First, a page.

Nobel Laureate Dr. Richard Feynman is famously quoted as saying, “I think I can safely say that nobody understands quantum mechanics.” University of Southern California (USC) graduate student Chris Cantwell, the inventor of Quantum Chess, is seeking to change that view by demonstrating that, in the right framework, anyone can grapple with some of the basic concepts of quantum mechanics. In particular, Chris Cantwell views Quantum Chess as a means of “demystifying the quantum world through play.” In Quantum Chess, all of the conventional chess moves are allowed as well as certain quantum moves for all pieces except pawns.
Quantum Chess isn’t a game you can purchase right now, but the short video, “Anyone Can Quantum,” provides an entertaining demonstration of what quantum gameplay will be like in the near future. This video was created by Caltech’s Institute for Quantum Information and Matter (IQIM) (http://iqim.caltech.edu) in association with Trouper Productions (http://trouper.net). In the video, actor Paul Rudd (Ant Man) challenges Stephen Hawking to a game of Quantum Chess for the right to give the keynote address at Caltech’s 26 – 27 January 2016 special event, “One Entangled Evening: A Celebration of Richard Feynman’s Quantum Legacy.”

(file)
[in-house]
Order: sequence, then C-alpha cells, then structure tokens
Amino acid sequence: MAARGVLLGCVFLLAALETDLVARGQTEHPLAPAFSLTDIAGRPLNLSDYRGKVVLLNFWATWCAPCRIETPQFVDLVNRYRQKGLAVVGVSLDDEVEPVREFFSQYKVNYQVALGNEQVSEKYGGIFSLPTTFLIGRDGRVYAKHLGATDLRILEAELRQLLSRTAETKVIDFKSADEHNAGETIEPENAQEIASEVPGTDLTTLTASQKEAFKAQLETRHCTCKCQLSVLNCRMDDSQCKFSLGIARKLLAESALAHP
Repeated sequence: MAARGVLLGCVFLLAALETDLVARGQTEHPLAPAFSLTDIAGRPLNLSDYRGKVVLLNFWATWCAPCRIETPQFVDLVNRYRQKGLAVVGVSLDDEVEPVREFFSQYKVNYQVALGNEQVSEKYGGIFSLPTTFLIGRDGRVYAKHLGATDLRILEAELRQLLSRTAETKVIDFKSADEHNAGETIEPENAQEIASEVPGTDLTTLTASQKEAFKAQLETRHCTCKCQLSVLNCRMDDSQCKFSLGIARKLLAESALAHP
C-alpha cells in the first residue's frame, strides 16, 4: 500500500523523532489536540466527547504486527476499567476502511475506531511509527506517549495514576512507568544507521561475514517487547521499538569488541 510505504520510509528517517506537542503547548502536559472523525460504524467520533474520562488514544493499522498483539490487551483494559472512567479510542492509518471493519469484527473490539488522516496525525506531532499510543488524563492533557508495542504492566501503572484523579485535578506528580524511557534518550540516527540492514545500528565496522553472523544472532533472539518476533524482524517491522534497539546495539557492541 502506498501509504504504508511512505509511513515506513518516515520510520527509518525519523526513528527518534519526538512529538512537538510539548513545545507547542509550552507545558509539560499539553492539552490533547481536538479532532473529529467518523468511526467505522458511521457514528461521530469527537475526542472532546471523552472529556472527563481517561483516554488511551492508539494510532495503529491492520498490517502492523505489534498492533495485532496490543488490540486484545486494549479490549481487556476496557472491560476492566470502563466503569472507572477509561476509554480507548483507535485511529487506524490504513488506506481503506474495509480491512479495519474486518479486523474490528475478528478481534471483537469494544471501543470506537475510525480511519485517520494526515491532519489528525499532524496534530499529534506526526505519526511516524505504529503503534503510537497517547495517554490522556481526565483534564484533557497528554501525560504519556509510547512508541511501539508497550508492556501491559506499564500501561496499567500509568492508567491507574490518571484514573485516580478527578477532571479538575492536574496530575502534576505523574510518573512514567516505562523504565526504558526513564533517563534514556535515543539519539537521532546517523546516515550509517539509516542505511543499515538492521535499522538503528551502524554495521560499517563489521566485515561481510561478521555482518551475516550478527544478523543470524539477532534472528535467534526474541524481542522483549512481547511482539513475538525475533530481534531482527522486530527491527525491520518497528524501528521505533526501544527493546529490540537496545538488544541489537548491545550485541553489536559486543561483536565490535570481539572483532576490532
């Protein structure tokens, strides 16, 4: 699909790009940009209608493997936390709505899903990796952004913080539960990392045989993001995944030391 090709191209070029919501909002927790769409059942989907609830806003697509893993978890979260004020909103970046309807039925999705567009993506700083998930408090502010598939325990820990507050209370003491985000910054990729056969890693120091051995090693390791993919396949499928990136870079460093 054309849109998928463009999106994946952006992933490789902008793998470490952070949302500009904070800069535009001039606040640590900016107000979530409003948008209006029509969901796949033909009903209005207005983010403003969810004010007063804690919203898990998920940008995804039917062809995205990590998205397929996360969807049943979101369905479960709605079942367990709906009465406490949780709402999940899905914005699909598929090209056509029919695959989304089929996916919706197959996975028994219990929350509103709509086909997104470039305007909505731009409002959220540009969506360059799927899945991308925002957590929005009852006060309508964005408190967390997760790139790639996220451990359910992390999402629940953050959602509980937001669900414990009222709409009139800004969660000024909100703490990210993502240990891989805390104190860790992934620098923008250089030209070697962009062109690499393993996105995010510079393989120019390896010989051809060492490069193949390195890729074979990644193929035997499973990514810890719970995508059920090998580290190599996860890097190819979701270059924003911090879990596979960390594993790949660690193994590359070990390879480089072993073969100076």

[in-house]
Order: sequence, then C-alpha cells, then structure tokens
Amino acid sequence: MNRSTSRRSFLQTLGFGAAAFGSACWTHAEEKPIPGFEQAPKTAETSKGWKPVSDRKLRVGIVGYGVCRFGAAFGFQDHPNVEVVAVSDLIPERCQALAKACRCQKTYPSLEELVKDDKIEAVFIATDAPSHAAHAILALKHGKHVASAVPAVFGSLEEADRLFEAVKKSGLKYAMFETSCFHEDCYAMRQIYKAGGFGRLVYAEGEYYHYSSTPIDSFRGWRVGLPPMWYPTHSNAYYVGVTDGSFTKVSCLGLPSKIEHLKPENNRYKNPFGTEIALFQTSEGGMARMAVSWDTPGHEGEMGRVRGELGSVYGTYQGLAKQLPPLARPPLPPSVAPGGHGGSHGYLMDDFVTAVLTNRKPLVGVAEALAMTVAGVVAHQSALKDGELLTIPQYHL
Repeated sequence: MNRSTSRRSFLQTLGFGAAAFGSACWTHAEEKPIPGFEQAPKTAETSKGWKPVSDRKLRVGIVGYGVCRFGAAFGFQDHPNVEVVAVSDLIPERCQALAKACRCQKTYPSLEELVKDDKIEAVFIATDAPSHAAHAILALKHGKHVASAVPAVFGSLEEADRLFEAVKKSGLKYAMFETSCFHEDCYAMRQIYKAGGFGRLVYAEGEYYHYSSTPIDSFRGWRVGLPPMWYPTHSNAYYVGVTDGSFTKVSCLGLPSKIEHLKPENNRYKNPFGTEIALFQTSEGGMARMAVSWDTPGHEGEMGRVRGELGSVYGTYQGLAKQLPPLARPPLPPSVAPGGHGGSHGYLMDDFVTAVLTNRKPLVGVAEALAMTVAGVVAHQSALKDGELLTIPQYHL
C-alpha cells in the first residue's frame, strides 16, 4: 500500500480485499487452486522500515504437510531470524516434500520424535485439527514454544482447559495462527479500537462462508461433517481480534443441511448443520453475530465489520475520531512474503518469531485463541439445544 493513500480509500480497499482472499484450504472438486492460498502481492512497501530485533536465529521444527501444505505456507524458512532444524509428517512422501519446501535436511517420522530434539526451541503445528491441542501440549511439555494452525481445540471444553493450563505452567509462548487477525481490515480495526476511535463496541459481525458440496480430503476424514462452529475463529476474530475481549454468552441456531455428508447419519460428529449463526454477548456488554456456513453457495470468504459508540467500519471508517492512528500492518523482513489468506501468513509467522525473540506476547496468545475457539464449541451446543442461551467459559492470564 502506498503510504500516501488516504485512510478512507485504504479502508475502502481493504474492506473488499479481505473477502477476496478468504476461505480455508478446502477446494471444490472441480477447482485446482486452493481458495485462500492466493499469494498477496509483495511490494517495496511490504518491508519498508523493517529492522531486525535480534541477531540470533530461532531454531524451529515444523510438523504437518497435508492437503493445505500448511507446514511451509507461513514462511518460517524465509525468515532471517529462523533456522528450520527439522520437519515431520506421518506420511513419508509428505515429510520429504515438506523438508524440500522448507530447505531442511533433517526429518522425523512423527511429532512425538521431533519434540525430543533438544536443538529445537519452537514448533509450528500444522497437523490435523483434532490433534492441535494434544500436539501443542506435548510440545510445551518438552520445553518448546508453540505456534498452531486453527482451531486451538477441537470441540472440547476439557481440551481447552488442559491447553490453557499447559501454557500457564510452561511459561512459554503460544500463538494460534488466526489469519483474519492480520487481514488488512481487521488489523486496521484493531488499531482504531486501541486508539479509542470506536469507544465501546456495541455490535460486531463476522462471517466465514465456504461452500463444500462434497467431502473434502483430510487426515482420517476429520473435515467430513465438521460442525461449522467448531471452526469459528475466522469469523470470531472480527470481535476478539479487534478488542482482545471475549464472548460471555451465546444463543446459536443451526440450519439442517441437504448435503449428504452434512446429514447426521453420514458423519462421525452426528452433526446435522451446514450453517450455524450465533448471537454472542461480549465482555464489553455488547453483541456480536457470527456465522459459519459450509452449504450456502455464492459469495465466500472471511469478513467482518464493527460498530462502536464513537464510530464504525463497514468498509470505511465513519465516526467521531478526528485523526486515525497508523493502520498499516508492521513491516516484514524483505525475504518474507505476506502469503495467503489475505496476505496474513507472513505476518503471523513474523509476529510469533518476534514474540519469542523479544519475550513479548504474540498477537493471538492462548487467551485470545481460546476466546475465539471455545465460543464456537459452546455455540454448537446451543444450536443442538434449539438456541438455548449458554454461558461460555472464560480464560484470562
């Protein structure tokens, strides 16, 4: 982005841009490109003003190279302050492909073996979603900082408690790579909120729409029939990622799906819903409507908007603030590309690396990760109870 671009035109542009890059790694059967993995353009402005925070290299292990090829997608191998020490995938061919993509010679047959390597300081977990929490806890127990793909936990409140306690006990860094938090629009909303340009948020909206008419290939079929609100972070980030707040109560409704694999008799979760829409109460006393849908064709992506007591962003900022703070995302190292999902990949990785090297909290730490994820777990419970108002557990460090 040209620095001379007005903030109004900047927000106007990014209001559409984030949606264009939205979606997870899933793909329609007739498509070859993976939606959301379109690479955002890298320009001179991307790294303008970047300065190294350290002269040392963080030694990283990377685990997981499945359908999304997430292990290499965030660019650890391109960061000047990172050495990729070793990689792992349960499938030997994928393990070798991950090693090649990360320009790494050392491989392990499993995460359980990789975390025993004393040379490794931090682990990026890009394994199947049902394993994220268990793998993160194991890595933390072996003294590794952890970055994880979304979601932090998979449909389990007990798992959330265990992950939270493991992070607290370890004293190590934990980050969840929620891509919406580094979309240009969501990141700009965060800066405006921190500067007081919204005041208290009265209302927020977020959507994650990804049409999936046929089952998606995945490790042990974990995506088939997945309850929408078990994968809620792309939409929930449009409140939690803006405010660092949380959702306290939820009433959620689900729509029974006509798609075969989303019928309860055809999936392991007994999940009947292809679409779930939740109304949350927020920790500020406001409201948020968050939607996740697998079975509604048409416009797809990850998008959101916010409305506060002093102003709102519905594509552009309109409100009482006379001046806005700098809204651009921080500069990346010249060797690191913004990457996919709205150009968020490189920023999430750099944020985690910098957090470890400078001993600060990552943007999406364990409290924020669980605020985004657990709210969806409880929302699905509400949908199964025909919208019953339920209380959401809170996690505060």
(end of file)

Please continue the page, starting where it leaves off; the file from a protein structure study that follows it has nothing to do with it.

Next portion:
You can view the almost 12 minute video at the following link.
Here are a few of screenshots from the video.
Quantum superposition is demonstrated by “Schrodinger’s king”, which could be in two places at one time.
Without superposition With superposition
Quantum entanglement of the king & bishop enabled a bishop to move through a king.
Without entanglement With entanglement
Resolution of the game required a quantum measurement to determine the winner.
For those of you who can’t wait to play a real game of Quantum Chess, Chris Cantwell has launched a Kickstarter funding program. Find out details at the following link:
You can find out more about the 26 – 27 January 2016 Caltech event, “One Entangled Evening: A Celebration of Richard Feynman’s Quantum Legacy,” at the following link: